Naturally though, my own work routine also underwent a transformation. Even though I was used to working from home, I’d never worked exclusively from home. Prior to 2020 I traveled around the country, working at customer sites and attending conferences and classes (while racking up frequent flier miles and hotel and rental car points along the way). But I spent much of this past year helping business clients scale their infrastructures to allow for higher system utilization. Many of us had to enable our employees to be able to work remotely. Sometimes that involved beefing up bandwidth requirements to allow for more employees to connect remotely via VPN and use collaboration tools.
Another thing I’ve learned is that collaboration has its limits. As I write this, I have Slack open, along with multiple email inboxes. Throughout the day I can expect to join meetings using Webex, GoToMeeting, Zoom, or Teams. I’ll use shared documents, in addition to those I send and receive in email. And I’ll converse with coworkers via Teams, Google Hangouts and Jabber, among other messaging platforms.
Of course, the advantage to messaging – and even text and email, to an extent – is it’s meant to be non-intrusive. You’re allowing the other person to take their time and respond when they’re available. That’s considerate, and consideration is important. But sometimes you just have to cut through all the clutter and talk to people in real time. Talking one on one clears up misunderstandings. Sometimes it’s the simplest way.
Give Yourself A Pat On The Back
Over the last year, I was reminded that time is short. Fortunately, my family’s health wasn’t directly affected by Covid, but I still felt its impact. In the past year one of my friends died from brain cancer while another lost a child to Leukemia. The pandemic made that all the more difficult. Hospital visits were restricted, both in terms of hours and the number of people allowed in the room. That’s assuming visitors were allowed at all; I was turned away more than once. With the limits on gatherings, funeral services were also different.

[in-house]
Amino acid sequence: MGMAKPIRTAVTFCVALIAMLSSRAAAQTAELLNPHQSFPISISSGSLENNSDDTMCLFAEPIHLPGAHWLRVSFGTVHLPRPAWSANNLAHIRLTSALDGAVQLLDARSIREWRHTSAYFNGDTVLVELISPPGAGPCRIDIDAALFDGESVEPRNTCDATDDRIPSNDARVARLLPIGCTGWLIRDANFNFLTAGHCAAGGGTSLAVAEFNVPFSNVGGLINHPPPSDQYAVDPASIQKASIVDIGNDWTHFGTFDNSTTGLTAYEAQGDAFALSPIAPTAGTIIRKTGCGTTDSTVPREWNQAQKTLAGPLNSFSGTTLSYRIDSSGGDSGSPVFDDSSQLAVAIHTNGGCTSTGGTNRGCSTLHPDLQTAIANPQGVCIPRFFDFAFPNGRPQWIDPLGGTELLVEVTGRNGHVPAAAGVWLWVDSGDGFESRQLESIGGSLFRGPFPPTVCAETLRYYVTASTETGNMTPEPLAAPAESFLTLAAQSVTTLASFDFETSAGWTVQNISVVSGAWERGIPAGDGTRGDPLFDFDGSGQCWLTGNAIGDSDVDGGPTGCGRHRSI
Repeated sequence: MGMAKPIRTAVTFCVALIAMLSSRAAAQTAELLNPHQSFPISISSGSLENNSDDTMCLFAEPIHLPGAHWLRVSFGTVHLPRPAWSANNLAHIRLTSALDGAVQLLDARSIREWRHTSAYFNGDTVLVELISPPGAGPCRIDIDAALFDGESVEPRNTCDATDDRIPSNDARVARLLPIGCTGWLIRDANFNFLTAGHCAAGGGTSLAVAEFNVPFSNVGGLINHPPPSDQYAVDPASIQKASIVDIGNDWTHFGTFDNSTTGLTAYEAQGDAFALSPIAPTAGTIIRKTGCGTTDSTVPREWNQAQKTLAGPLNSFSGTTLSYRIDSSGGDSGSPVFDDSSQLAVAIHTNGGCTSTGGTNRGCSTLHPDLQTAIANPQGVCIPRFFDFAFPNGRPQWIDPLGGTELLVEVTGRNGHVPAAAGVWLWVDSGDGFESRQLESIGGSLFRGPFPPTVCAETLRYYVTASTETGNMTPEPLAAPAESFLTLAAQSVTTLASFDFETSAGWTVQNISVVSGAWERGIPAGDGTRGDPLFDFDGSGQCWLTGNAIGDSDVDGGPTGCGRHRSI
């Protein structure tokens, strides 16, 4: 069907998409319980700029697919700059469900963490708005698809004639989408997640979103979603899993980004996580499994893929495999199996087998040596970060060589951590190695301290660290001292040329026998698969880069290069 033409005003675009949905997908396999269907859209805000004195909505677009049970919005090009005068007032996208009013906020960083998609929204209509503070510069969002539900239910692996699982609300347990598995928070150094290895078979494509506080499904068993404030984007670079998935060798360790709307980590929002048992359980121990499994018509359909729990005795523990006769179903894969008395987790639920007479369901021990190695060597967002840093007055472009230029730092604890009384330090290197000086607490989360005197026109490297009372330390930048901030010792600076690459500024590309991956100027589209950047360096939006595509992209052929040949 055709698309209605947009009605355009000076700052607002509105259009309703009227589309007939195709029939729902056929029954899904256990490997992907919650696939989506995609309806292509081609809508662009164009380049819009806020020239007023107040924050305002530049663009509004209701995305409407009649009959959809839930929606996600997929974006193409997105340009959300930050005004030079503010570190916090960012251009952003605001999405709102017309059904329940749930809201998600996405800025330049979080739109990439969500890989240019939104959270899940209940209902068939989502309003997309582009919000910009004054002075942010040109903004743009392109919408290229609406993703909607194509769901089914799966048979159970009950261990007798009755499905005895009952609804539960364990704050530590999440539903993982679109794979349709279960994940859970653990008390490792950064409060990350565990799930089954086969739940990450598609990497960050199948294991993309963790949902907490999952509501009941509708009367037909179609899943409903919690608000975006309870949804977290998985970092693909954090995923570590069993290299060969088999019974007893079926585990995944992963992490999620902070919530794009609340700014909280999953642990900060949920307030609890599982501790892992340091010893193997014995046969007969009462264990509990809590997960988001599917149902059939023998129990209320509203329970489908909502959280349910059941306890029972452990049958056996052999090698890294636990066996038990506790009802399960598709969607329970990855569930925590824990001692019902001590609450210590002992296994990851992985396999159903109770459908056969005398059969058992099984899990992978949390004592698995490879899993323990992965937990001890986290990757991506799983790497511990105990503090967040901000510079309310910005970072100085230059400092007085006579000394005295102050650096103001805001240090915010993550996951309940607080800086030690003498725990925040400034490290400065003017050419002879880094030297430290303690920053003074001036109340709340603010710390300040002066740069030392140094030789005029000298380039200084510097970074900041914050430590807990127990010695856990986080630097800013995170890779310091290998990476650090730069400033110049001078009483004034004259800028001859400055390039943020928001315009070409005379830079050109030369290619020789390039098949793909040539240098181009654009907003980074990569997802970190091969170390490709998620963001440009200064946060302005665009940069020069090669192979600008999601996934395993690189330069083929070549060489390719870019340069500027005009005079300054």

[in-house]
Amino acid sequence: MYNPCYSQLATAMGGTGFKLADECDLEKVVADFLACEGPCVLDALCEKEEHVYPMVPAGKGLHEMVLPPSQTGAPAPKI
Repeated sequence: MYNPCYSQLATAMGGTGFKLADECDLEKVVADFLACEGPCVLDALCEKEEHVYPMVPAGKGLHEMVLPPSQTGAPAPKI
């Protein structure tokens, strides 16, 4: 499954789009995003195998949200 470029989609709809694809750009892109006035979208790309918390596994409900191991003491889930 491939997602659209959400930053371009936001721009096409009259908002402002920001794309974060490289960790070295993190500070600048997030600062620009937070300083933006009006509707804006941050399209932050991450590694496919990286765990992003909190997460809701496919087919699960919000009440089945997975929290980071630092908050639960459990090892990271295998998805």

Certainly, I wasn’t the only one to be reminded of what is truly important. Another example: blood donation. I’d donated sporadically for years, but seeing the gratitude of these families for those who made it possible for their loved ones to get transfusions, plasma and other blood products inspired me to give blood as often as I can, roughly every eight weeks. Please consider giving blood if you are able.
Things are starting to open up. Where I live fewer businesses are requiring masks. Seemingly it’s just a matter of time before I get back on the road for client visits and in-person conferences. While I enjoyed learning about tiger sanctuaries and chess players, I’m more than ready for a return to near normalcy.
How ever you managed to get through the past year, I believe you, the IT professional, are worthy of appreciation. By simply doing your job, by applying your unique skills, you made vital contributions. Your sacrifices went largely unseen. You work weekends. You work holidays. You’re on call at all hours. When systems require patching or operating systems require upgrading, you may get a change window of 1 to 3 a.m. on a Sunday. You have to make that work, and you do.
I’m reminded of the old Dunkin Donuts TV ads. A guy would head out the door at the crack of dawn and say to himself, “It’s time to make the donuts.” The world needs the people who make the donuts. The world also needs techies, and during a tough time, you delivered.
Rob McNelly is a senior Power Systems solutions architect doing pre-sales and post-sales support for Meridian IT, headquartered in Deerfield, Illinois. McNelly was a technical editor for IBM Systems Magazine, and a former administrator within IBM’s Integrated Technology Delivery and Server Operations division. Prior to working for IBM, McNelly was an OS/400 and IBM i operator for many years for multiple companies. McNelly was named an IBM Champion for Power Systems in 2011, an IBM Champion Lifetime Achievement recipient in 2019, and can be reached at firstname.lastname@example.org.